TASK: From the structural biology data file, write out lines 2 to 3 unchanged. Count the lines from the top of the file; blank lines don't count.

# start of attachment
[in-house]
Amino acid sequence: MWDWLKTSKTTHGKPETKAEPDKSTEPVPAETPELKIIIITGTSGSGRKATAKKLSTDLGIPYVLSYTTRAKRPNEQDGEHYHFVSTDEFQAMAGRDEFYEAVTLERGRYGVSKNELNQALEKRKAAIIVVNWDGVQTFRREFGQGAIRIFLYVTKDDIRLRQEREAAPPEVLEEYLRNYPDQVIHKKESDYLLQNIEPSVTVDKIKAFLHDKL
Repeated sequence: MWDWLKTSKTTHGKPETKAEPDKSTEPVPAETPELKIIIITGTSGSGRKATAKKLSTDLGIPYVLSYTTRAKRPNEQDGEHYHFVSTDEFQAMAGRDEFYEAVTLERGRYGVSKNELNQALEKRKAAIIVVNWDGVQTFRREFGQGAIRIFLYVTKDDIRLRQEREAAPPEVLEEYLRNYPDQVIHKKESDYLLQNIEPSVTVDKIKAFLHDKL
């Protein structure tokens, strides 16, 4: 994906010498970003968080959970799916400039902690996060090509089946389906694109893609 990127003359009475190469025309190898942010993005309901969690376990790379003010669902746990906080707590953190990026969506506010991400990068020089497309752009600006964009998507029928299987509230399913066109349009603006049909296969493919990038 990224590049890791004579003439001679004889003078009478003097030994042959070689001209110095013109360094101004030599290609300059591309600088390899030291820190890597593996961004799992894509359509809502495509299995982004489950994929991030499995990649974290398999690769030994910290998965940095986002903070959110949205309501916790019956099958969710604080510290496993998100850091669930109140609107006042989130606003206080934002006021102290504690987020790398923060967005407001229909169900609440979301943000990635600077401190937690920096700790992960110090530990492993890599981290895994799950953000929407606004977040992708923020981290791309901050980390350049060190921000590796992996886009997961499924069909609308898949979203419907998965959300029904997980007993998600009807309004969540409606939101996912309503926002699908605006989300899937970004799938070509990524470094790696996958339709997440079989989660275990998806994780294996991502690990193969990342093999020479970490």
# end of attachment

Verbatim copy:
Amino acid sequence: MWDWLKTSKTTHGKPETKAEPDKSTEPVPAETPELKIIIITGTSGSGRKATAKKLSTDLGIPYVLSYTTRAKRPNEQDGEHYHFVSTDEFQAMAGRDEFYEAVTLERGRYGVSKNELNQALEKRKAAIIVVNWDGVQTFRREFGQGAIRIFLYVTKDDIRLRQEREAAPPEVLEEYLRNYPDQVIHKKESDYLLQNIEPSVTVDKIKAFLHDKL
Repeated sequence: MWDWLKTSKTTHGKPETKAEPDKSTEPVPAETPELKIIIITGTSGSGRKATAKKLSTDLGIPYVLSYTTRAKRPNEQDGEHYHFVSTDEFQAMAGRDEFYEAVTLERGRYGVSKNELNQALEKRKAAIIVVNWDGVQTFRREFGQGAIRIFLYVTKDDIRLRQEREAAPPEVLEEYLRNYPDQVIHKKESDYLLQNIEPSVTVDKIKAFLHDKL